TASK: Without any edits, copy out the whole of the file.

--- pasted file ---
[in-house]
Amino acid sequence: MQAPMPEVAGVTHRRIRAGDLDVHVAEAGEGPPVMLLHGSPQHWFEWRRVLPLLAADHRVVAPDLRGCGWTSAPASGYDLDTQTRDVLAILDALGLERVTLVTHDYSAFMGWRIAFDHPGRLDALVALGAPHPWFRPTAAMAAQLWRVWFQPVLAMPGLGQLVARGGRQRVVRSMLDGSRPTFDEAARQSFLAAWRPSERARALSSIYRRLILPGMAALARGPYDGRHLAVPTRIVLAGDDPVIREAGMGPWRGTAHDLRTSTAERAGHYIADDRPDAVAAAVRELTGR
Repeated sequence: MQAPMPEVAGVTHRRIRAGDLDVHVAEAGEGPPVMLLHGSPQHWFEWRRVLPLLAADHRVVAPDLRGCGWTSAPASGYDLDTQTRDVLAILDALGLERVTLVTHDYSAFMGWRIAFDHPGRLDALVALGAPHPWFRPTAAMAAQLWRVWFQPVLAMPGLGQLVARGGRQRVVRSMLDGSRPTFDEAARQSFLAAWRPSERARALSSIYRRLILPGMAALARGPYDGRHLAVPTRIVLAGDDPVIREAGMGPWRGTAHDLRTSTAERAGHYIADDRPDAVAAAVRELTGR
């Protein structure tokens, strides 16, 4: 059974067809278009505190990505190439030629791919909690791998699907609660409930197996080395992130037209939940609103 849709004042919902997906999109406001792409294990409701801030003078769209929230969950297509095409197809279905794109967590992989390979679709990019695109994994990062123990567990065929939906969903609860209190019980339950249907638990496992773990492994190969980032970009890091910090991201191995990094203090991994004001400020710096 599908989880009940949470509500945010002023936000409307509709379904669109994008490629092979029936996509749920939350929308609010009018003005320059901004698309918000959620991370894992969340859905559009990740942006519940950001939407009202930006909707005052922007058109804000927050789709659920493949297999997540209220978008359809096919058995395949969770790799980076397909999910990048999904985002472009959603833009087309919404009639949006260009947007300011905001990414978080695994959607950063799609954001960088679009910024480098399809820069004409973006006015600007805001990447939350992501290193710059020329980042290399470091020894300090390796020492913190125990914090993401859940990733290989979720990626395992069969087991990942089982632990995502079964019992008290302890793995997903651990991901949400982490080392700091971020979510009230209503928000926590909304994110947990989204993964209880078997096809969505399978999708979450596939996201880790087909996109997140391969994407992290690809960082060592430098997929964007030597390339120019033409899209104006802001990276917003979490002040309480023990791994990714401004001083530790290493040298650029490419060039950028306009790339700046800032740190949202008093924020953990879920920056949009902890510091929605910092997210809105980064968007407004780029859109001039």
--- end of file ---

[in-house]
Amino acid sequence: MQAPMPEVAGVTHRRIRAGDLDVHVAEAGEGPPVMLLHGSPQHWFEWRRVLPLLAADHRVVAPDLRGCGWTSAPASGYDLDTQTRDVLAILDALGLERVTLVTHDYSAFMGWRIAFDHPGRLDALVALGAPHPWFRPTAAMAAQLWRVWFQPVLAMPGLGQLVARGGRQRVVRSMLDGSRPTFDEAARQSFLAAWRPSERARALSSIYRRLILPGMAALARGPYDGRHLAVPTRIVLAGDDPVIREAGMGPWRGTAHDLRTSTAERAGHYIADDRPDAVAAAVRELTGR
Repeated sequence: MQAPMPEVAGVTHRRIRAGDLDVHVAEAGEGPPVMLLHGSPQHWFEWRRVLPLLAADHRVVAPDLRGCGWTSAPASGYDLDTQTRDVLAILDALGLERVTLVTHDYSAFMGWRIAFDHPGRLDALVALGAPHPWFRPTAAMAAQLWRVWFQPVLAMPGLGQLVARGGRQRVVRSMLDGSRPTFDEAARQSFLAAWRPSERARALSSIYRRLILPGMAALARGPYDGRHLAVPTRIVLAGDDPVIREAGMGPWRGTAHDLRTSTAERAGHYIADDRPDAVAAAVRELTGR
């Protein structure tokens, strides 16, 4: 059974067809278009505190990505190439030629791919909690791998699907609660409930197996080395992130037209939940609103 849709004042919902997906999109406001792409294990409701801030003078769209929230969950297509095409197809279905794109967590992989390979679709990019695109994994990062123990567990065929939906969903609860209190019980339950249907638990496992773990492994190969980032970009890091910090991201191995990094203090991994004001400020710096 599908989880009940949470509500945010002023936000409307509709379904669109994008490629092979029936996509749920939350929308609010009018003005320059901004698309918000959620991370894992969340859905559009990740942006519940950001939407009202930006909707005052922007058109804000927050789709659920493949297999997540209220978008359809096919058995395949969770790799980076397909999910990048999904985002472009959603833009087309919404009639949006260009947007300011905001990414978080695994959607950063799609954001960088679009910024480098399809820069004409973006006015600007805001990447939350992501290193710059020329980042290399470091020894300090390796020492913190125990914090993401859940990733290989979720990626395992069969087991990942089982632990995502079964019992008290302890793995997903651990991901949400982490080392700091971020979510009230209503928000926590909304994110947990989204993964209880078997096809969505399978999708979450596939996201880790087909996109997140391969994407992290690809960082060592430098997929964007030597390339120019033409899209104006802001990276917003979490002040309480023990791994990714401004001083530790290493040298650029490419060039950028306009790339700046800032740190949202008093924020953990879920920056949009902890510091929605910092997210809105980064968007407004780029859109001039």